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U.S. Equal Employment Opportunity Commission



PRESS RELEASE
9-24-19

EEOC Sues Imperial Pacific for Sex Discrimination, Harassment and Retaliation

Saipan Casino Punished Female Employees for Complaining About Abuse, Federal Agency Charges

SAIPAN, CNMI - Imperial Pacific International, LLC, doing business as Best Sunshine Inter­national, which operates a casino in the Commonwealth of the Northern Mariana Islands (CNMI) in con­junction with Imperial Pacific International Holdings Ltd., an investment holding company, violated federal law by subjecting female employees to sexual harassment, other sex-based discrimination, and retaliation, the U.S. Equal Employment Opportunity Commission (EEOC) charged in a lawsuit filed today.

According to the EEOC's lawsuit, Imperial Pacific fostered an environment where its customers engaged in unlawful harassment of its employees, including sexual advances, demands for sexual favors, sexual comments and sexual physical touching. The EEOC also charged that Imperial Pacific shrugged off repeated complaints of sexual harassment in the workplace and later retaliated against female employees for complaining by reducing their hours, imposing additional work duties, and terminating them or forcing them to quit. The EEOC further asserted that Imperial Pacific engaged in sex discrimination in the terms and conditions of employment by assigning different duties to female VIP service hosts than to male VIP service hosts.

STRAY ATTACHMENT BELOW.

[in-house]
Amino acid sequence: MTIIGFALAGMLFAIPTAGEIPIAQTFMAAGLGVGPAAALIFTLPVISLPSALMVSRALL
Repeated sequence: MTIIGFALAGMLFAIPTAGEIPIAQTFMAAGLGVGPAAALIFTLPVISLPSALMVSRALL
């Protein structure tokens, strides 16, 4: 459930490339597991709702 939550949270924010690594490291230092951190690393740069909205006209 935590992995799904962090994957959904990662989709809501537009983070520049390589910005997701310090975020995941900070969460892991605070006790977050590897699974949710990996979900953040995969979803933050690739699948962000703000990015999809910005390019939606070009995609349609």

Sex discrimination and retaliation for complaining about it are prohibited by Title VII of the Civil Rights Act of 1964. The EEOC filed suit (EEOC v. Imperial Pacific International (CNMI), LLC, dba Best Sunshine International et al., Case No. 1:19-cv-00017) after first attempting to reach a prelitigation settlement through its voluntary conciliation process. The EEOC's suit seeks monetary damages for a class of employees, as well as injunctive relief intended to prevent and correct any future discrimination, harassment and retaliation.

"Sex harassment remains a persistent problem," said Anna Park, regional attorney for the EEOC's Los Angeles District, which includes Saipan, CNMI in its jurisdiction. "Employers should be mindful of their responsibility to create a discrimination and harassment free work environment and should not be fostering a workplace that allows verbal and physical sexual abuse and harassment."

Glory Gervacio Saure, director of the EEOC's Honolulu Local Office, said, "There is no excuse for sexual harassment and other sex-based discrimination in the 21st century workplace. When employers dis­cover such unlawful practices, they must root it out rather than retaliate. This lawsuit sends a clear message to employers that the EEOC will not hesitate to enforce these federal protections across its jurisdiction, which, in this case, means across the Pacific."

According to its website, Imperial Pacific delivers world-class entertainment experiences for elite travelers by pioneering cutting-edge concepts in entertainment and tourism.

Preventing workplace harassment through systemic litigation and investigation is one of the six national priorities identified by the Commission's Strategic Enforcement Plan.

The EEOC advances opportunity in the workplace by enforcing federal laws prohibiting employment discrimination. More information is available at www.eeoc.gov. Stay connected with the latest EEOC news by subscribing to our email updates.